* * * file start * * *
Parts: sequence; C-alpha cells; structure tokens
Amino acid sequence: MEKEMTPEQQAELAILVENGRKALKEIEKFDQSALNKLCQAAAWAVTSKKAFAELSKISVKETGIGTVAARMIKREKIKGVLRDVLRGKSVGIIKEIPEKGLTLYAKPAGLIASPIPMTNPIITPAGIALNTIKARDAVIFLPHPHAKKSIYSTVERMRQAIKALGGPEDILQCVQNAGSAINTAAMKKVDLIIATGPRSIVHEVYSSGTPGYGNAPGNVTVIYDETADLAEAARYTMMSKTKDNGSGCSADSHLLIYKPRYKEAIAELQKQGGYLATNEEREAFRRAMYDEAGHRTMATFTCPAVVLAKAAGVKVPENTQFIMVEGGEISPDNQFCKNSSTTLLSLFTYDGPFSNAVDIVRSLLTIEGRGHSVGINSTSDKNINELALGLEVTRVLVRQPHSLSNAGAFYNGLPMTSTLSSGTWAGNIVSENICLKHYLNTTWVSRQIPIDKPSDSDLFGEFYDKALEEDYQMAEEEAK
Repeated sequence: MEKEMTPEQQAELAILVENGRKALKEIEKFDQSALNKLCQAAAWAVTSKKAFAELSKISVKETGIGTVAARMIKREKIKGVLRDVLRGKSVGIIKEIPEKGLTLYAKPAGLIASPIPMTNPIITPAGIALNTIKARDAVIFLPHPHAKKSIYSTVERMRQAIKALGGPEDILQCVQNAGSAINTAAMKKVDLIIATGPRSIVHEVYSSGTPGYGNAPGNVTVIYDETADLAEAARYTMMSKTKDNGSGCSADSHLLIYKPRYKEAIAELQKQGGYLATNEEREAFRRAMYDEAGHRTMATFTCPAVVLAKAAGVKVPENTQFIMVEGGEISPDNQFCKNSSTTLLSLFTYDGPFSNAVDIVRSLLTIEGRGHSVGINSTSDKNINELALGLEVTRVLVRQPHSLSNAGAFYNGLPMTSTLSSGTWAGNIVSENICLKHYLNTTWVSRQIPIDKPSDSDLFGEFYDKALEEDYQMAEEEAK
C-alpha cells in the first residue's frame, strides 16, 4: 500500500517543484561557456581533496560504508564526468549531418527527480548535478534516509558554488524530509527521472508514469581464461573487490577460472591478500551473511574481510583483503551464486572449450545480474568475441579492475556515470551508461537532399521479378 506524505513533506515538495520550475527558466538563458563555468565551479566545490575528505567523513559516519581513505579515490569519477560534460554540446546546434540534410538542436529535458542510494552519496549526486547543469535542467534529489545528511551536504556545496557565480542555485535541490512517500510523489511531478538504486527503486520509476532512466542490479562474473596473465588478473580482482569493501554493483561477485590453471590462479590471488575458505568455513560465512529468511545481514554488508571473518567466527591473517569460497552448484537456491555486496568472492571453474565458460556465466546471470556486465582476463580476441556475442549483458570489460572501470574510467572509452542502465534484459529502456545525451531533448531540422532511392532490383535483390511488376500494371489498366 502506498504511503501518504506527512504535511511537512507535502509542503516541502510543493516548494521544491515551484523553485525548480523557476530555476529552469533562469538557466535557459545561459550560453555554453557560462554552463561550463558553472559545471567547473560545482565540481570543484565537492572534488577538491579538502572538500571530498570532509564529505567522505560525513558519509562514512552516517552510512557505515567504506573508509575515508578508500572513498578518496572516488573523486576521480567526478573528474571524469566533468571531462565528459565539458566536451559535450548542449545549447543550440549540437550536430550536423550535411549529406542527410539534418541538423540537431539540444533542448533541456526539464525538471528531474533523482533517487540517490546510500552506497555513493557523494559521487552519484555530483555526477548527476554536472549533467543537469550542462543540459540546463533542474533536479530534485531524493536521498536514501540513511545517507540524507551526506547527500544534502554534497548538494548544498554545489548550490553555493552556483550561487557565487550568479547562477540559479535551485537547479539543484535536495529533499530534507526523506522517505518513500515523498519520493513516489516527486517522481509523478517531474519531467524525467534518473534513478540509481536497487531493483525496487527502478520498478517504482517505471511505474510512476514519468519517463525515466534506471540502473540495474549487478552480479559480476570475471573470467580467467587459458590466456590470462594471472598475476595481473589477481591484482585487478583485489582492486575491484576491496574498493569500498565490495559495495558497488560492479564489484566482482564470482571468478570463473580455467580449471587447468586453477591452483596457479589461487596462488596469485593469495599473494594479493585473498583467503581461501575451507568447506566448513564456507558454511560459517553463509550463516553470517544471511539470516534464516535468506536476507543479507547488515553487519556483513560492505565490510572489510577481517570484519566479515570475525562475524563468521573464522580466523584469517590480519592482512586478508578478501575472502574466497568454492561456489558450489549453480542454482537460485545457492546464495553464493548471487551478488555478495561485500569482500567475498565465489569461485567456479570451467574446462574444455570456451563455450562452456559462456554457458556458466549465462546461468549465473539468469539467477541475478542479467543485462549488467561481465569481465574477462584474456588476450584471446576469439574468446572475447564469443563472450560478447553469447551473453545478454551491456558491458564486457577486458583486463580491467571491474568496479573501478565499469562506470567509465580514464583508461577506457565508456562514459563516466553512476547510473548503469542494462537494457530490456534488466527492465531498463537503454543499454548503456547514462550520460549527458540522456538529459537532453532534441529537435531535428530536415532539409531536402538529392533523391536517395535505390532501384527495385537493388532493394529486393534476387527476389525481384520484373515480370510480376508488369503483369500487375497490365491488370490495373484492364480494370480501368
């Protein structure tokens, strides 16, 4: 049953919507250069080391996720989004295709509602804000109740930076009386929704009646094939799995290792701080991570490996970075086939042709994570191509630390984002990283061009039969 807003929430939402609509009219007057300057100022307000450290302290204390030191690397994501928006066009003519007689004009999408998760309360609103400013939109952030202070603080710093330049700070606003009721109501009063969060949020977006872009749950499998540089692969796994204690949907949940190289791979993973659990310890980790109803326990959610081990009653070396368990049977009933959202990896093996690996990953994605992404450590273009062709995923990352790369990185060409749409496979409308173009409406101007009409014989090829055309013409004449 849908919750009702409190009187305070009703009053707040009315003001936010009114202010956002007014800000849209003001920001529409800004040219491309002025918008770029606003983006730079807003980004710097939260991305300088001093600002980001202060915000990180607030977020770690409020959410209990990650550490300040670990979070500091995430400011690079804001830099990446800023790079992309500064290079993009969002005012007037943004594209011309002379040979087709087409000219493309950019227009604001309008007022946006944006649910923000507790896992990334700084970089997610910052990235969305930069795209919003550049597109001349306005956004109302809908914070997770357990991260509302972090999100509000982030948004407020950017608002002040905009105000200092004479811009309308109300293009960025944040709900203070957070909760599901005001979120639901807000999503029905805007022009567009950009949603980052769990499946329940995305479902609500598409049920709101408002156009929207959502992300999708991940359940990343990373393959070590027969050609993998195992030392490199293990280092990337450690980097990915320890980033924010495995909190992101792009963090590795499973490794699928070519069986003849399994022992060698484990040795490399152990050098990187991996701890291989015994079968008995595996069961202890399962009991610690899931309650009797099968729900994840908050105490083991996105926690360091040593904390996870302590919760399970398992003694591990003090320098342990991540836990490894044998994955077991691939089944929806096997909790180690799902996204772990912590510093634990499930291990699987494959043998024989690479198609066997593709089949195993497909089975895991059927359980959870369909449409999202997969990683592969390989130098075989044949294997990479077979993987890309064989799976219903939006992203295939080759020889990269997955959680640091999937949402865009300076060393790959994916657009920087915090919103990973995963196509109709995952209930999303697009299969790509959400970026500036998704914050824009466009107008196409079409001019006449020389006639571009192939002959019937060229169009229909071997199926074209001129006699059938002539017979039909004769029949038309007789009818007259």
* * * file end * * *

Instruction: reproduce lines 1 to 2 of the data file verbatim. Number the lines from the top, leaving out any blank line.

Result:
Parts: sequence; C-alpha cells; structure tokens
Amino acid sequence: MEKEMTPEQQAELAILVENGRKALKEIEKFDQSALNKLCQAAAWAVTSKKAFAELSKISVKETGIGTVAARMIKREKIKGVLRDVLRGKSVGIIKEIPEKGLTLYAKPAGLIASPIPMTNPIITPAGIALNTIKARDAVIFLPHPHAKKSIYSTVERMRQAIKALGGPEDILQCVQNAGSAINTAAMKKVDLIIATGPRSIVHEVYSSGTPGYGNAPGNVTVIYDETADLAEAARYTMMSKTKDNGSGCSADSHLLIYKPRYKEAIAELQKQGGYLATNEEREAFRRAMYDEAGHRTMATFTCPAVVLAKAAGVKVPENTQFIMVEGGEISPDNQFCKNSSTTLLSLFTYDGPFSNAVDIVRSLLTIEGRGHSVGINSTSDKNINELALGLEVTRVLVRQPHSLSNAGAFYNGLPMTSTLSSGTWAGNIVSENICLKHYLNTTWVSRQIPIDKPSDSDLFGEFYDKALEEDYQMAEEEAK